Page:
Campbell said he is very satisfied with the way the system operates now and he doesn't want to see that go away.

"It kind of makes me nervous to give them away," said Campbell.

Campbell also pointed out he wouldn't mind paying the extra $8.95 in water and sewer rates to keep things the way they are now.

"You guys talk about $8 like it is the end of the world," said Campbell.

Bruce Epps pointed out that Council choosing not to address the operation of the water system in the past is the reason for many of the problems being experienced now. Epps also pointed out that Veolia will be operating its office hours basically the same as the City of Sunnyside, Monday through Thursday. Stockwell was quick to counter that Veolia will be operating its office hours the same as the city, but there will always be someone on call, as there currently is now.

"There is no loss of man hours," said Stockwell.

"I am dead set against it," said Epps of privatizing. "I don't believe we have looked at viable options."

Stockwell, though, said contracting out the operation of the water system is the best thing the city can do. He said no one on staff in the water department has the ability to operate the new wastewater treatment plant when it opens.

Later in the meeting, Stockwell explained that Veolia will be offering its employees health benefits and a deferred compensation plan. Stockwell also said that Veolia will not be observing the same holidays the city does.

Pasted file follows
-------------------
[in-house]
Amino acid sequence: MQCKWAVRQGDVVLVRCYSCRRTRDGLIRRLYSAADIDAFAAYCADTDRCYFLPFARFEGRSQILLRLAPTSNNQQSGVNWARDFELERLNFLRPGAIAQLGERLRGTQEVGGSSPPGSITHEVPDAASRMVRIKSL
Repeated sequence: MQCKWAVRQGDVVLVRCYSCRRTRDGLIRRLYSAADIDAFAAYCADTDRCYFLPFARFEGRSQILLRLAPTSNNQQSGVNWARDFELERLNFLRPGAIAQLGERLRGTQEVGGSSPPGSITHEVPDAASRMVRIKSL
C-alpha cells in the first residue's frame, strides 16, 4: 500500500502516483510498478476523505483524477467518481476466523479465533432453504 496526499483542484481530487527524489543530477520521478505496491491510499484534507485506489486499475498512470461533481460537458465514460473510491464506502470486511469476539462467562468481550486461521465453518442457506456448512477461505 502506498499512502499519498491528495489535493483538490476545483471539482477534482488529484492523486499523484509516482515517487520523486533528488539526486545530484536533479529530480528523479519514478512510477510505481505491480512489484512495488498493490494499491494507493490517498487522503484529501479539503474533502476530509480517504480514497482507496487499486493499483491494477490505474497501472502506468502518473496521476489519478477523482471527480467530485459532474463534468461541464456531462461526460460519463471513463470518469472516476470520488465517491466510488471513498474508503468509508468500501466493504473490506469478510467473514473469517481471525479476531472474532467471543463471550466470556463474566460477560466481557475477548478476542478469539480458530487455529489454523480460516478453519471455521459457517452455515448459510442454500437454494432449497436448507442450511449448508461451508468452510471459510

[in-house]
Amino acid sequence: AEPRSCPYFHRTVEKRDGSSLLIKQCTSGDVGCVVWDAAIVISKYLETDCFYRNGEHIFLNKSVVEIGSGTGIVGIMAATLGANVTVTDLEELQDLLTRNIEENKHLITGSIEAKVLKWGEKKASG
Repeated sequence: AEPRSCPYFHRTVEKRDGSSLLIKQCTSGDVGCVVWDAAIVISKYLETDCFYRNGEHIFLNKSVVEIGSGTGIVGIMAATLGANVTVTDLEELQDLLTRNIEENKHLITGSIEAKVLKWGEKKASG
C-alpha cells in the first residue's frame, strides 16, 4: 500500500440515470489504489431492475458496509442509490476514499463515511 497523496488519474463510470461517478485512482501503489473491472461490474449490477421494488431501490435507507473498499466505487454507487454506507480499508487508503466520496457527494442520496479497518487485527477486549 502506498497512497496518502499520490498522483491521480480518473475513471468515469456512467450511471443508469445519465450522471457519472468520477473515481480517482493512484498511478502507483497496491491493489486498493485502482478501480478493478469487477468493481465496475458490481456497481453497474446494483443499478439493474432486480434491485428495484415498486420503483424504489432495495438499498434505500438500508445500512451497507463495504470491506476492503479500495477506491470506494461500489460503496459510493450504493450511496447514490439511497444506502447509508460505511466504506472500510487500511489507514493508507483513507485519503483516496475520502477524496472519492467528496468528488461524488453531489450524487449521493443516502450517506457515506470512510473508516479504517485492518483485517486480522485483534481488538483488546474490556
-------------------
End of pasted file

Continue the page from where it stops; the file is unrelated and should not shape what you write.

"We are not necessarily in a crisis situation here," said Sunnyside attorney Doug Garrison. "Folks, what is the hurry?"

Garrison said he would like to see the city invest in its current employees and improve their training. Garrison suggested using Veolia as a consulting firm for operating the water system. Garrison also recommended that due to the magnitude of the situation the Council should put the privatization issue to a vote.

Teamsters representative Joe Wurtz of Yakima presented Council with 380 signatures against privatizing the water system. He said there would have been more, but alleged that someone with the city went around to businesses and picked up petitions. Wurtz also said that with the city moving its employees over to Veolia, they may not be eligible for the Teamsters insurance the city purchases. Stockwell took exception to what he perceived as a threat from Wurtz.

"I personally believe we would be better off to give some training to our employees," said Vern Anderson.

Carol Stone said the city is in many ways to blame for the current state of the water system. She said no one pushed for funding for training and there are no incentives to recognize employees for their good work. She also took a shot at Councilman Don Vlieger, who has long been a proponent of privatizing. Stone said Vlieger has nothing vested in the community and his decision concerning privatization because he will be gone once his term is up this fall.

"It is our own fault where it is at right now," said Ron Hochhalter. "We have got to do something because we are not getting any smaller (as a community). Do something, but make the right decision."

The Sunnyside City Council is expected to make a decision on privatizing the water and wastewater systems at its Monday, Feb. 28, Council meeting.